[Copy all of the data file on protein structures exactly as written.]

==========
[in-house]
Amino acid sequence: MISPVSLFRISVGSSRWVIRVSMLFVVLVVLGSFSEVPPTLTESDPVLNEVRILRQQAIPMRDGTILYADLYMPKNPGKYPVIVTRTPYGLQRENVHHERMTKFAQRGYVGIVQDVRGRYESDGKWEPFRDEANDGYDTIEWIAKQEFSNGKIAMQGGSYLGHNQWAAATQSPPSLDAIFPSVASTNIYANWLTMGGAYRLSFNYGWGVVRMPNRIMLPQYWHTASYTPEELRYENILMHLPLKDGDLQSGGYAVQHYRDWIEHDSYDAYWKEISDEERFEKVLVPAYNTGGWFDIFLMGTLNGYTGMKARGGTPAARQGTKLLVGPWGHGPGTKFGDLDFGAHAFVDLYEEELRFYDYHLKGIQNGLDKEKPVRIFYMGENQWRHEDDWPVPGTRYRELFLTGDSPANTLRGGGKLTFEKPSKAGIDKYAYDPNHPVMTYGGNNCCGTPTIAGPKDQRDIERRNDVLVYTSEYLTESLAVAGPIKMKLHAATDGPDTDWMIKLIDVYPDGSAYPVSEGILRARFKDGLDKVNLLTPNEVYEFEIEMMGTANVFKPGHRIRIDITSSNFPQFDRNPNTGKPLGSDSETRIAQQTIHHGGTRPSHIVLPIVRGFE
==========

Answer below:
[in-house]
Amino acid sequence: MISPVSLFRISVGSSRWVIRVSMLFVVLVVLGSFSEVPPTLTESDPVLNEVRILRQQAIPMRDGTILYADLYMPKNPGKYPVIVTRTPYGLQRENVHHERMTKFAQRGYVGIVQDVRGRYESDGKWEPFRDEANDGYDTIEWIAKQEFSNGKIAMQGGSYLGHNQWAAATQSPPSLDAIFPSVASTNIYANWLTMGGAYRLSFNYGWGVVRMPNRIMLPQYWHTASYTPEELRYENILMHLPLKDGDLQSGGYAVQHYRDWIEHDSYDAYWKEISDEERFEKVLVPAYNTGGWFDIFLMGTLNGYTGMKARGGTPAARQGTKLLVGPWGHGPGTKFGDLDFGAHAFVDLYEEELRFYDYHLKGIQNGLDKEKPVRIFYMGENQWRHEDDWPVPGTRYRELFLTGDSPANTLRGGGKLTFEKPSKAGIDKYAYDPNHPVMTYGGNNCCGTPTIAGPKDQRDIERRNDVLVYTSEYLTESLAVAGPIKMKLHAATDGPDTDWMIKLIDVYPDGSAYPVSEGILRARFKDGLDKVNLLTPNEVYEFEIEMMGTANVFKPGHRIRIDITSSNFPQFDRNPNTGKPLGSDSETRIAQQTIHHGGTRPSHIVLPIVRGFE